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Howard County Times
Howard County

Return to Howard fire and rescue as chief was a ‘no-brainer’ for Winston, who retired in 2020 after three decades of service

To Howard County’s new fire chief, Louis Winston, being prepared for anything life throws your way is important.

“Some of the unique challenges that we’ve seen with this pandemic is that you don’t know what the emergency will be,” Winston said. “Our challenge is to be prepared for whatever the needs of the community are as it comes to public safety, fire rescue and [emergency medical services] and that we are prepared as a fire department to meet those needs of the community whatever they may be.”

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After retiring in 2020 from a three-decade career in fire and rescue services, Winston, 55, of Columbia was appointed to his role in September as the chief of the Howard County Department of Fire and Rescue Services by Howard County Executive Calvin Ball.

Winston joined the department in 1990 and has served under seven fire chiefs and six county executives. He fulfilled a number of roles including assistant chief, battalion chief and chief officer before retiring as deputy chief in January 2020.

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Winston grew up in Turner Station in Baltimore County, and said it was not until he was a student at Millersville University in Pennsylvania that he became interested in the fire service. A friend who worked in fire and rescue services convinced him to take a test for a position at the Howard County department.

After that test, he dedicated his career to public safety. He says his work has been about promoting safety through data-driven information, education and training.

“I absolutely enjoyed every moment of my career with the Howard County Fire and Rescue,” Winston said. “Coming into fire services with no experience and having the opportunity to serve the community and citizens and visitors of Howard County has been my absolute pleasure.”

Ball said he selected Winston for the fire chief position because of his experience and dedication to public safety.

“I wanted somebody who shared my commitment to public safety, ensuring that each and every one of our residents and visitors were not only safe, but felt safe,” Ball said. “Having Chief Winston, who not only had a wonderful career in the department, but was so well respected and, frankly, a mentor to a lot of the next generation of chiefs was just a no-brainer.”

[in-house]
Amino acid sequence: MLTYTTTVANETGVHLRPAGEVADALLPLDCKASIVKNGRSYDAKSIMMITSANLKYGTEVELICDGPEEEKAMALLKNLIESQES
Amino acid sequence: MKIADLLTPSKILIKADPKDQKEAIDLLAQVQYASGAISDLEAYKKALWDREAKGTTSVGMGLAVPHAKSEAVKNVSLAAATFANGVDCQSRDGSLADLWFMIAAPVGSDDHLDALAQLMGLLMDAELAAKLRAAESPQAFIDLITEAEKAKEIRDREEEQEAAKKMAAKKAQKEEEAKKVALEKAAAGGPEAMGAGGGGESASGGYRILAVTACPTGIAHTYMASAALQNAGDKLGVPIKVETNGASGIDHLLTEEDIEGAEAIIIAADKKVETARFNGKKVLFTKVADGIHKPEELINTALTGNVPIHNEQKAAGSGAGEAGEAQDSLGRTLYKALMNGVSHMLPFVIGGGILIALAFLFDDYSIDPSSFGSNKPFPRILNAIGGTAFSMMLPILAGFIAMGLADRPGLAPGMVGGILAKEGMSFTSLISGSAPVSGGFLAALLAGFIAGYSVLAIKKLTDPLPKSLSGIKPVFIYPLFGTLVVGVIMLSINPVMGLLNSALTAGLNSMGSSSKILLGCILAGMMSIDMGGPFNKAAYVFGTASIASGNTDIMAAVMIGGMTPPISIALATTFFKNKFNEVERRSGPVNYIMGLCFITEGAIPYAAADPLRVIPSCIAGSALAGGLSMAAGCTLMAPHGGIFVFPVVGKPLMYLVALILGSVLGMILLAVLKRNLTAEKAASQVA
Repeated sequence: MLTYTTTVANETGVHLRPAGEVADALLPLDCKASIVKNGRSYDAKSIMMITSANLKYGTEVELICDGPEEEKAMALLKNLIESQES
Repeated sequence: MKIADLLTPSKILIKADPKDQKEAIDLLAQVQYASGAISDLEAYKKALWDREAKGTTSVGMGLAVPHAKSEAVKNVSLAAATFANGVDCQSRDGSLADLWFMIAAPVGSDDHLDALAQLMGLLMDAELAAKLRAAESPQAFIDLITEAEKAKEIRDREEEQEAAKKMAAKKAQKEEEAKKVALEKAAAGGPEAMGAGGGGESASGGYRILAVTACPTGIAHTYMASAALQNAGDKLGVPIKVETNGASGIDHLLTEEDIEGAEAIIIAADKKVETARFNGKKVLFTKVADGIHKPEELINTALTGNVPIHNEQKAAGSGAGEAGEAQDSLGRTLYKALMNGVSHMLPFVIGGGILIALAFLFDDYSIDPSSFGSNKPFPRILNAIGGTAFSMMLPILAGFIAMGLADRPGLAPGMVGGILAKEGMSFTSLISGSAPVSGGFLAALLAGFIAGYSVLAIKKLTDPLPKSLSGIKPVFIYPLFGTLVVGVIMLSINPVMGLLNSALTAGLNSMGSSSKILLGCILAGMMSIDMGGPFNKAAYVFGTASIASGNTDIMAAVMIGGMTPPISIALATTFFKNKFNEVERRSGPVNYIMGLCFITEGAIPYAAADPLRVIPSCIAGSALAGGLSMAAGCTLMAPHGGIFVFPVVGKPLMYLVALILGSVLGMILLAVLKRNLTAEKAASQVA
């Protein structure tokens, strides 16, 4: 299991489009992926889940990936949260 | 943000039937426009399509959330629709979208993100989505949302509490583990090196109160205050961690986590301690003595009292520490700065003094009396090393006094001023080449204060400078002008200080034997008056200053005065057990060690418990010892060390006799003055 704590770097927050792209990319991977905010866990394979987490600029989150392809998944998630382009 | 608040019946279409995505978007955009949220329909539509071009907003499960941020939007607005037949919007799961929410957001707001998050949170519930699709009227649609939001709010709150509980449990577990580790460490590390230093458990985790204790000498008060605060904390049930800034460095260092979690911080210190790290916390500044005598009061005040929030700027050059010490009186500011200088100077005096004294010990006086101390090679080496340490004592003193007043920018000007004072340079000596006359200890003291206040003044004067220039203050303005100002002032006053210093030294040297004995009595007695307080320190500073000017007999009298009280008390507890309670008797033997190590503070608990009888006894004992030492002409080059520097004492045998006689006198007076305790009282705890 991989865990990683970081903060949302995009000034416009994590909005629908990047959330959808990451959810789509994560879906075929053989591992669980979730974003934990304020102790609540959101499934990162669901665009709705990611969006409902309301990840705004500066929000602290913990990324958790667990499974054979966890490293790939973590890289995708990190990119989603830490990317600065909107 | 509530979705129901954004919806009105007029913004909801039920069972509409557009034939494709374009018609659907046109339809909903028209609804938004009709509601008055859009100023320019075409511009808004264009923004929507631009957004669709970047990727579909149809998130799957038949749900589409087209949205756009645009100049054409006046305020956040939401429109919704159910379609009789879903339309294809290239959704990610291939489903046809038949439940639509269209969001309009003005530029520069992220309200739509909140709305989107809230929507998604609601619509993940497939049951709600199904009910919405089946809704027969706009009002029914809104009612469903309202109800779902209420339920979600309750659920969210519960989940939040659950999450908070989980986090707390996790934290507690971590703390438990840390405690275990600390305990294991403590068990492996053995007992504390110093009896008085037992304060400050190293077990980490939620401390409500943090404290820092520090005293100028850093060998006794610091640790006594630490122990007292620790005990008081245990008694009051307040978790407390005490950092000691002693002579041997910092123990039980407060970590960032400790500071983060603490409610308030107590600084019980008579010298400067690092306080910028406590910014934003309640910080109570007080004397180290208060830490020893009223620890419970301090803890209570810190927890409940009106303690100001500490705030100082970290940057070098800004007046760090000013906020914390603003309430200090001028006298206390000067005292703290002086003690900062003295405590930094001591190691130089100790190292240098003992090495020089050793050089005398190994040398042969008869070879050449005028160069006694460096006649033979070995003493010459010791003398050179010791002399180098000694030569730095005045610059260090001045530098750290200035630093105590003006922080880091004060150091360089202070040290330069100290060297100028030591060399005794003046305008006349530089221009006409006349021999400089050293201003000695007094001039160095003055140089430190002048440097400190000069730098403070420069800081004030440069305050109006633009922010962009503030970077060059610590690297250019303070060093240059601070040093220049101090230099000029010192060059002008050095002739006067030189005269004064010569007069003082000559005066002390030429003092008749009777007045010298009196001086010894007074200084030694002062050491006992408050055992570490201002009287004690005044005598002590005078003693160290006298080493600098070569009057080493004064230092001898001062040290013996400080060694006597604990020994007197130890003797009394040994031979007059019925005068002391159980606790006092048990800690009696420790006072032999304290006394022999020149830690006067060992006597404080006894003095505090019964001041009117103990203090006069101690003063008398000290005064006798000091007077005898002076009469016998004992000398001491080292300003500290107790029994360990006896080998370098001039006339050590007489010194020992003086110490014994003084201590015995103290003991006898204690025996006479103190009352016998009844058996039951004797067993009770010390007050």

As fire chief, Winston oversees a staff of 500 career firefighters, 75 civilian and contingent staff and about 300 operational volunteer firefighters from the six volunteer corporations in Howard County.

Typically, the department responds to about 38,000 incidents each year, with the majority involving providing emergency medical care, he said.

After his 2020 retirement, Winston said he still felt a strong desire to serve the community. He returned to the department to work part-time on the incident safety review board at the start of the COVID-19 pandemic.

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“When you work in public safety for a long time and a pandemic happens, your natural willingness to serve doesn’t just leave you,” Winston said. “I felt like I wanted do something to help out at a time when the community certainly needed volunteers or people to step up and help as we were trying to navigate through the pandemic.”

Building a decades-long career in fire and rescue services did not come without its challenges, Winston said.

One of the challenges he faced early on in his career, he said, was his lack of experience.

“Coming into the fire services with no experience, it’s about building confidence,” he said. “As I got confidence, the job became easier for me and I think that the Howard County Department of Fire and Rescue [Services] does an excellent job of providing its members with the tools to be successful, so it was just applying myself a little bit more to grow in the profession.”

As fire chief, he faces the challenge of leading the department through the pandemic. Since the emergence of the omicron variant, he said the department has experienced a reduction in staff.

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“The omicron variant is now affecting our workforce,” he said. “That’s a big challenge as these different variants come along and [we] try to assure that we have sufficient staff to continue to provide the excellent public safety services to the citizens of Howard County.”

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Bruce Bennett of Union Bridge has worked with Winston for more than three decades.

Initially serving as a mentor to Winston, Bennett said he continued to cross paths with Winston throughout their careers at the department.

Bennett said Winston handles the role of fire chief with an “honest approach.”

“[He’s] an honest, hardworking guy that will be willing to listen and actually hear different people’s perspectives and then he looks at that and tries to come up with a way we can collaborate together to resolve whatever issue we’re dealing with,” he said.

Winston said it has been a privilege to return to the department to serve as fire chief.

“To have the opportunity to come back and lead the department which I grew up in and just to be able to serve with this department in this county was kind of a no-brainer for me,” he said. “It is my honor to be the fire chief and it’s a great deal of responsibility, but I accept that challenge and I look forward to moving this department into the future to face the many unique and unpredictable challenges that today’s public safety environment faces.”


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